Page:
Skip to content

Tutoring program plans to expand

Tutoring program plans to expand

Posted: Wednesday, November 21, 2012 6:00 pm
By: By The Associated Press

The Messenger 11.21.12

MEMPHIS (AP) — A peer tutoring program that has seen success at schools in Tennessee and Mississippi is planning to expand.
Charlie McVean started Peer Power seven years ago at his Memphis alma mater, East High School. The program pays students willing to tutor struggling underclassmen up to $10.50 an hour. Since its beginnings, the program has spread to seven schools in Memphis and Mississippi and reaches about 1,000 students who need help with classwork.
McVean, the chairman and CEO of McVean Trading & Investments, announced this month plans to double the number of schools participating and expand the idea around the nation.
“I know it is going to be successful, because I know it works,” McVean told The Commercial Appeal ( when he announced plans for the expansion.
He said a website is live and he’s looking for board members and a person to lead development of the program.
Peer Power is based on competition and performance-based pay — lessons McVean learned through his own success. It also includes a lesson from his mother, who taught in a one-room school: “The better and older students, properly directed, helped lead and direct the younger kids,” McVean says.
“In the simplest terms, our plan was to integrate the strengths of the one-room schoolhouse — with some from the American free enterprise system — to create a scalable, portable and powerful system of teaching.”
He said competition is built into grades between student teams — and it pays about the same as working in fast food restaurants.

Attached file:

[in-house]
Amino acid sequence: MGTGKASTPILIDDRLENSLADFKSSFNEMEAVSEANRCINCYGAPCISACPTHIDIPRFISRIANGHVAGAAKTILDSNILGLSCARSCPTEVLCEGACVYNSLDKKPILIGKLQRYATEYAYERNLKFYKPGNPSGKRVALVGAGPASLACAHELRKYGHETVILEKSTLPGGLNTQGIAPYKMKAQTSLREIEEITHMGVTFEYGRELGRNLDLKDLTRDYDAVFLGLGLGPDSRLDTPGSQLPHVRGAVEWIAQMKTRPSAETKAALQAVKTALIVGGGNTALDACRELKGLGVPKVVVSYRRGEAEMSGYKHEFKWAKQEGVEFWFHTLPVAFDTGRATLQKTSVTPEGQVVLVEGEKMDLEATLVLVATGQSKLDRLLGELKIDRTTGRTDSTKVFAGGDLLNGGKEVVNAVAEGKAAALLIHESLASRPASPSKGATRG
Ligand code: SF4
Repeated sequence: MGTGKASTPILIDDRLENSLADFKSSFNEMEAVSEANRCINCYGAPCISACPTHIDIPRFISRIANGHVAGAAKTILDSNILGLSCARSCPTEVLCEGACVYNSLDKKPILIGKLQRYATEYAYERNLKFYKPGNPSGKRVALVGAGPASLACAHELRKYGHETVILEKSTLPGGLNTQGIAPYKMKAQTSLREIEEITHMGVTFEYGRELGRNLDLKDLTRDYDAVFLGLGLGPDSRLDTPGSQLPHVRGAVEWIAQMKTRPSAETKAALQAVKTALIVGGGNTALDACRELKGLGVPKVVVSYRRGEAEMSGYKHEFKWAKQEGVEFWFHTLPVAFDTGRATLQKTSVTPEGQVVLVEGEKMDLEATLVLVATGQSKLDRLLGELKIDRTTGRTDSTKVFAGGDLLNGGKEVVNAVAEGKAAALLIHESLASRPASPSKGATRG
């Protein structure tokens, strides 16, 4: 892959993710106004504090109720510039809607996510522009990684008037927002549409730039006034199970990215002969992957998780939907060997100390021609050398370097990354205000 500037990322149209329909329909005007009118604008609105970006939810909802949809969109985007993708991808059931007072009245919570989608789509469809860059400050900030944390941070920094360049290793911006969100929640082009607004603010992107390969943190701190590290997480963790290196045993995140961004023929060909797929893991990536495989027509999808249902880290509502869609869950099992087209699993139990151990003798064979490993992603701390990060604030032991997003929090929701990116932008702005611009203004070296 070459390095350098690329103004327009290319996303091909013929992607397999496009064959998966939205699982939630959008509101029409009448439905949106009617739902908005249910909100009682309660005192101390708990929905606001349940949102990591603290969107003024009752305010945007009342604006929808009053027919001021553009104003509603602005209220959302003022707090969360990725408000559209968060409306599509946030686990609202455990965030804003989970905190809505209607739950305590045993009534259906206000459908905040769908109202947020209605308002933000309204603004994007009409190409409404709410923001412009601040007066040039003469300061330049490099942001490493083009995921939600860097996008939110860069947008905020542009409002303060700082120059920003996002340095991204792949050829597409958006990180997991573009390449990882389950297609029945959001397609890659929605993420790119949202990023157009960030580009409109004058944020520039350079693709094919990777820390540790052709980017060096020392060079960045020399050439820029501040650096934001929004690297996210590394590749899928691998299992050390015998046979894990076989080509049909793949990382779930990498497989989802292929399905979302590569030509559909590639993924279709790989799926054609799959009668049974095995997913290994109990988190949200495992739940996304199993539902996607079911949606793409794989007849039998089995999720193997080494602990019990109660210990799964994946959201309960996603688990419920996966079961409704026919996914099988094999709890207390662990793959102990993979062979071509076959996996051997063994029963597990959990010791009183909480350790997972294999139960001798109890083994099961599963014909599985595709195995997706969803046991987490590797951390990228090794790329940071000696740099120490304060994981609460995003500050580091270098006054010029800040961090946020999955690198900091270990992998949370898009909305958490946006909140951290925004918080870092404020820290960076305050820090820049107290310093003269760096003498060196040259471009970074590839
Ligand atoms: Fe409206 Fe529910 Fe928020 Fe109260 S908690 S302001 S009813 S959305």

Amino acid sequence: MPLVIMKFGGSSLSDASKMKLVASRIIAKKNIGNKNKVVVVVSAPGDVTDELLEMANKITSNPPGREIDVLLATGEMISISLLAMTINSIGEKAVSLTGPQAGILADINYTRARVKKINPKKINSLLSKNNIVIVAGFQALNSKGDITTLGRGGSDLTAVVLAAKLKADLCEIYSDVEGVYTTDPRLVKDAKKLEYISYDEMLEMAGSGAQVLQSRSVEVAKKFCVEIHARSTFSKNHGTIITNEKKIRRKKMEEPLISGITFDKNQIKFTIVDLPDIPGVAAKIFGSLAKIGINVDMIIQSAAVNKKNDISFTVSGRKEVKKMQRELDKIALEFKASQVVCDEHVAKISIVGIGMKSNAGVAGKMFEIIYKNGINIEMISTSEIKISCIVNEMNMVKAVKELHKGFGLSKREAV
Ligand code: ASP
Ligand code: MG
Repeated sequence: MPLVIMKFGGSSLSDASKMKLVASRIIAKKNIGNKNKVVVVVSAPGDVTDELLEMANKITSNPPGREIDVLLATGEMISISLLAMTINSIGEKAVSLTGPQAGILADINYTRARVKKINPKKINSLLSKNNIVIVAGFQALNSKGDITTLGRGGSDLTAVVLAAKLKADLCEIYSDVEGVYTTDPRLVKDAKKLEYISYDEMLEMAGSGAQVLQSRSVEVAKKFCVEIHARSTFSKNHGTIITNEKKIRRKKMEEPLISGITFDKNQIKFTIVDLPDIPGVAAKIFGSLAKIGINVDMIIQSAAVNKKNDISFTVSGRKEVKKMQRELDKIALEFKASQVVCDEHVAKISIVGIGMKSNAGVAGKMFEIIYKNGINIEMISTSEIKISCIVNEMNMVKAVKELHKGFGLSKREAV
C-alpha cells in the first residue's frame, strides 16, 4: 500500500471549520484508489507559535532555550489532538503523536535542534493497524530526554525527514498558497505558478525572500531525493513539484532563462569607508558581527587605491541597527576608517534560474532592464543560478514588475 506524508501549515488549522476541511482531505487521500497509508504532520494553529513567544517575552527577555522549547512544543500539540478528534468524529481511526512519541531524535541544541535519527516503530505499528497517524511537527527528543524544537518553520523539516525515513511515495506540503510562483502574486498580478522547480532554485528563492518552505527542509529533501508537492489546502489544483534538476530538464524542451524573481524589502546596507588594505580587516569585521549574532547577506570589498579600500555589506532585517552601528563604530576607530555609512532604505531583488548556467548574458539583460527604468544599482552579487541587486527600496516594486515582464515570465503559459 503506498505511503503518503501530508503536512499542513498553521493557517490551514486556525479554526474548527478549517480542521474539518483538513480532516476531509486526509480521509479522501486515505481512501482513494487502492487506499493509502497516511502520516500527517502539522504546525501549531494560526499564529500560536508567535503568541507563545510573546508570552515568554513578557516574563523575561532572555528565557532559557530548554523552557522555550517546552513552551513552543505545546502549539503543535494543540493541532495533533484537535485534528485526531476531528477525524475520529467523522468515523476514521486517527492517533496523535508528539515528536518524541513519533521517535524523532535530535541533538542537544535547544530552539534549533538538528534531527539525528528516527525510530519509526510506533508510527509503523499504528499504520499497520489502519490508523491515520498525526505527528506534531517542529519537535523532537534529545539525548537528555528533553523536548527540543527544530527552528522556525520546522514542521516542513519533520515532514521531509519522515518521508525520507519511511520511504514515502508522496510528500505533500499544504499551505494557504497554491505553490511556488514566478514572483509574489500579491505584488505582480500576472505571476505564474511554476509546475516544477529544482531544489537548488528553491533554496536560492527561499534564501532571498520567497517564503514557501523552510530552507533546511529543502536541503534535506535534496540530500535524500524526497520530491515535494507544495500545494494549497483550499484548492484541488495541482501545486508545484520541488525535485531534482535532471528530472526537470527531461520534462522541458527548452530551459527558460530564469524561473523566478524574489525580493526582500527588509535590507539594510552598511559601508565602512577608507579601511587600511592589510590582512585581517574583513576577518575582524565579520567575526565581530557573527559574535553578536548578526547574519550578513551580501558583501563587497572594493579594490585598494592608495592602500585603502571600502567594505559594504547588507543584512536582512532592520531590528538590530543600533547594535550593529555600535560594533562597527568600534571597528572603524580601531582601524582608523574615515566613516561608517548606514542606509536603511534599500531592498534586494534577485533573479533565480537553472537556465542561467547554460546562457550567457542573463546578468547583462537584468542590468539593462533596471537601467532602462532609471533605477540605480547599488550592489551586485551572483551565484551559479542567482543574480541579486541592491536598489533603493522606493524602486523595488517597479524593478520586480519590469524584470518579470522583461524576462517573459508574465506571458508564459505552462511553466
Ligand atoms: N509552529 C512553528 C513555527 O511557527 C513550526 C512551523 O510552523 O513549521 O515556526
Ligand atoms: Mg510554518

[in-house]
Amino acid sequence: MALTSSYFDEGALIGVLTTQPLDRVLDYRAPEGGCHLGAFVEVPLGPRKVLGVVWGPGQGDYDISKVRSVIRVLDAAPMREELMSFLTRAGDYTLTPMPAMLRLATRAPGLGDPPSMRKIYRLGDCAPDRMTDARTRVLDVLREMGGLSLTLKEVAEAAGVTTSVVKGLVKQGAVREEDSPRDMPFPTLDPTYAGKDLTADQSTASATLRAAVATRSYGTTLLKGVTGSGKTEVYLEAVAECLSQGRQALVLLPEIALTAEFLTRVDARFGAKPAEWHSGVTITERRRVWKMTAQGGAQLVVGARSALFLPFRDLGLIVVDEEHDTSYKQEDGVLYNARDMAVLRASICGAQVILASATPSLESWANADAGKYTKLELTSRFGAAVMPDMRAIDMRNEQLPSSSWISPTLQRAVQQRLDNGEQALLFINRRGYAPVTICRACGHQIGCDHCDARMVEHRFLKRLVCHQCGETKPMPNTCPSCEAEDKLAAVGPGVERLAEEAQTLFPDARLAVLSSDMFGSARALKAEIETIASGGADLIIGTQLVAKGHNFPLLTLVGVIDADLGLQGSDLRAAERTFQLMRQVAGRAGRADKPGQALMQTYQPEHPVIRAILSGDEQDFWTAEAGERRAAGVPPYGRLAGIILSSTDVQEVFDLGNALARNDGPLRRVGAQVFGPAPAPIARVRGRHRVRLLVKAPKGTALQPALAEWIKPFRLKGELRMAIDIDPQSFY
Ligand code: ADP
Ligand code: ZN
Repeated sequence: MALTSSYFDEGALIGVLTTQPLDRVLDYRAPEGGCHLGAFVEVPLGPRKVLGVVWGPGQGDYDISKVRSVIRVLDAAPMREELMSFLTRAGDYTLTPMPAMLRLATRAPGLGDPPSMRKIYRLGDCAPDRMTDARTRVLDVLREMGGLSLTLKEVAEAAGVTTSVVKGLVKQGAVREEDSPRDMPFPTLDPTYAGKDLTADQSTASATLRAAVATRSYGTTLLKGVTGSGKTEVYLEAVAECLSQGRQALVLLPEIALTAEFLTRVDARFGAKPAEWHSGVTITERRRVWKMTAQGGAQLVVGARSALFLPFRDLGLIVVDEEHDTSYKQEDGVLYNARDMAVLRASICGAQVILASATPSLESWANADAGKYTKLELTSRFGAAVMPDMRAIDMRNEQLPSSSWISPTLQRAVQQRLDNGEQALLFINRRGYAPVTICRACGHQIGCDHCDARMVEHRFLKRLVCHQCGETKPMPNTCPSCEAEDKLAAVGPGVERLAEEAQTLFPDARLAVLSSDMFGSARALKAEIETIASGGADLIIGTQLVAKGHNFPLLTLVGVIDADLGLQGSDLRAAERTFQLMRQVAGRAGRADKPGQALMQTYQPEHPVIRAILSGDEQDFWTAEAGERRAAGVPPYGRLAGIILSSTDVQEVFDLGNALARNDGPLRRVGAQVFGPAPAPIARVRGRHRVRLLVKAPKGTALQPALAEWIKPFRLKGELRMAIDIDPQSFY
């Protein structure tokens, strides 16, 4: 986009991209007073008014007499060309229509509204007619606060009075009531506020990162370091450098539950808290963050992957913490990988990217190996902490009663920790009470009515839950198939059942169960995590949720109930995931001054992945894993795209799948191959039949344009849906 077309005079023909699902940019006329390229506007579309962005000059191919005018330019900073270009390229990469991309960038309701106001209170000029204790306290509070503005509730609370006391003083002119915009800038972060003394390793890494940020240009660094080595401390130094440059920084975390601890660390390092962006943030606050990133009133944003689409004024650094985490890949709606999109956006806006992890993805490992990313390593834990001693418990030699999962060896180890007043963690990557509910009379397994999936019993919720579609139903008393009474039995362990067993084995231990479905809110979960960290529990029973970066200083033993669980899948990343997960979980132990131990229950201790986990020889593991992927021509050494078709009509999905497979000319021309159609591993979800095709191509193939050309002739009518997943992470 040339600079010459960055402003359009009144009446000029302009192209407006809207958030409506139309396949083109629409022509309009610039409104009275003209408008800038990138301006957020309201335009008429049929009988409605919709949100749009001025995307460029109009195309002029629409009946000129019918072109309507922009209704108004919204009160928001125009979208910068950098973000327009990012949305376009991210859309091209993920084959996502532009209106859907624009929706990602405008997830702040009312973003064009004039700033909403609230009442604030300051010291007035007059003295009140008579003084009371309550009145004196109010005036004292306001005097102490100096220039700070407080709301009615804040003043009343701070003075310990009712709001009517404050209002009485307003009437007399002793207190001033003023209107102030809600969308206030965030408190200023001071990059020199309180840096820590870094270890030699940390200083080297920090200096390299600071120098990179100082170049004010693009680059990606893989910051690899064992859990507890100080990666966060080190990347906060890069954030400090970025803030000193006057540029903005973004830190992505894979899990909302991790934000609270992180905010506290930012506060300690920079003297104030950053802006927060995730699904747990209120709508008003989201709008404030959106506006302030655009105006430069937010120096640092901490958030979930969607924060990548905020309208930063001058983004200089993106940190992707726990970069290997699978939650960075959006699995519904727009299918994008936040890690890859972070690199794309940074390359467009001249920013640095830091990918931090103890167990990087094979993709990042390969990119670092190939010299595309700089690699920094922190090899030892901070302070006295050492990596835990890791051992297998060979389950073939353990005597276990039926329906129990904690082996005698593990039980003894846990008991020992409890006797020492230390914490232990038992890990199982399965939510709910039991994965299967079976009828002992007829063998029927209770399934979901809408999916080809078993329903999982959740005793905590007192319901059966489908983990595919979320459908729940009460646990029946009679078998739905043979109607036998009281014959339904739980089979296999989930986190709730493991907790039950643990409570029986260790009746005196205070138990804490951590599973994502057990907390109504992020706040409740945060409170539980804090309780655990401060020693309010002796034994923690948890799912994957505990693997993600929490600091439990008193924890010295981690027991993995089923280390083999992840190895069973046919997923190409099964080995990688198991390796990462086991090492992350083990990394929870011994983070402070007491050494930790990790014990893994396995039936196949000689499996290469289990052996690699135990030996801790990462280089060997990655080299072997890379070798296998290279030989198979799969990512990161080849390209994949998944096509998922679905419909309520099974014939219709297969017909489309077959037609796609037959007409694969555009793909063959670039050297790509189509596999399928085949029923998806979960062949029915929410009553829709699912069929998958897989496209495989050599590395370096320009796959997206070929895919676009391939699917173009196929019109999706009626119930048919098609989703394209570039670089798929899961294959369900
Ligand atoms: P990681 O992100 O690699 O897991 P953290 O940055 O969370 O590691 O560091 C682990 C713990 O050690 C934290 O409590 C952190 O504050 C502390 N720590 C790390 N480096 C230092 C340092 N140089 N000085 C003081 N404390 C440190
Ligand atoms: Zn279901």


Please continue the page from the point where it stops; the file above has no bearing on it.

Whitehaven High School senior Caylon Pettis tutors underclassmen six hours a week “in everything from Algebra I to AP calculus” and said there’s no magic involved in helping most students.
“Most of them don’t have parents or a lot of people in their lives that can relate to them or guide them,” said Pettis, who doesn’t believe in “leaving people in the dark. Mostly, these kids are left by themselves. We unlock the success in them,” he said.
“You just talk to them; just be friendly with them. Start encouraging them.”
The program started at Whitehaven in the fall of 2007, and that spring algebra scores increased 16 percentage points to 84 percent.
The expansion campaign also noted that 2010 valedictorians at the five Peer Power Memphis schools worked as tutors in the program.
“Virtually all the money we are going to raise will be used to pay tutors,” said McVean, who plans to continue his $600,000 to $700,000 annual investment. “A good idea spreads like wildfire.”
Information from: The Commercial Appeal,

Leave a Comment